Government backs down over undergraduate funding

University physiotherapy courses are set to receive a financial bonus after the CSP and other allied health professional bodies successfully renegotiated an agreement for the funding of undergraduate courses.

Under the terms of the Benchmark Prices Review deal, funding for AHP courses in England will rise by 3.9 per cent from September, and courses with a dropout rate of less than 13 per cent, which includes almost all physiotherapy courses, will receive a two per cent funding boost. CSP chief executive Phil Gray said the deal, agreed between the Council of Deans of Health and the government, meant that universities would be spared any need to cut academic staff or reduce the number of students on AHP undergraduate courses, which were real fears after the Department of Health decided to ignore previously agreed arrangements. Pleading financial hardship, the DH called a halt to implementation of the original agreement in April, just five months before the new academic year would begin, and when the arrangements were due to be introduced. The CSP warned the DH that its action was likely to cause major disruption for universities, and following intense lobbying from a number of AHP professional bodies, a new deal was struck. Under the terms of the renegotiated deal, the two per cent ‘low attrition’ bonus will be subsumed into a ‘quality and innovation premium’, of up to five per cent that will be paid to universities from 2010. The details have yet to be agreed. Mr Gray said: ‘We’re very pleased that the Department of Health has thought again about its wholesale renegotiation of the benchmark prices review. The CSP, along with others, lobbied hard, and we’re pleased that the outcome appears to be favourable for physiotherapy, including the fact that the majority of physiotherapy courses should gain from the government’s aim of achieving low attrition rates.’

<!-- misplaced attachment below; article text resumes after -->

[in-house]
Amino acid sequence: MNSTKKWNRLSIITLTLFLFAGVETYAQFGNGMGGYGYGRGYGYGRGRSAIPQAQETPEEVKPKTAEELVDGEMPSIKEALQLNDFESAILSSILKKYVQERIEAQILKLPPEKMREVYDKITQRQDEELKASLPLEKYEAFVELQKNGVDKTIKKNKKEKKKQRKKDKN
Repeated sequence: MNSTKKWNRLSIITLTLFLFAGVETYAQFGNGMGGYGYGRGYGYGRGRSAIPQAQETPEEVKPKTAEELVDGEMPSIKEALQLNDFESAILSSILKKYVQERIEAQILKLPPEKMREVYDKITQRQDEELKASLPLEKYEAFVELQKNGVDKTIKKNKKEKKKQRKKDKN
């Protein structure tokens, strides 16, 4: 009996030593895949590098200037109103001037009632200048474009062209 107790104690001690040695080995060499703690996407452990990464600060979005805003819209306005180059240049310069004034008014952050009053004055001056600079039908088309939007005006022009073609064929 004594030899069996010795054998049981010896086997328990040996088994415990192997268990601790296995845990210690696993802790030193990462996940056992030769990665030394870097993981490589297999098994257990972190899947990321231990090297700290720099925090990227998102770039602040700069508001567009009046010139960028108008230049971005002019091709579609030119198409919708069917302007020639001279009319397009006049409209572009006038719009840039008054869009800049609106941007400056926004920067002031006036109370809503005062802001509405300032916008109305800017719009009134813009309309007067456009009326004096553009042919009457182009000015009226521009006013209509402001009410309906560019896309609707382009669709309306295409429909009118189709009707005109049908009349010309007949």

Author
Graham Clews

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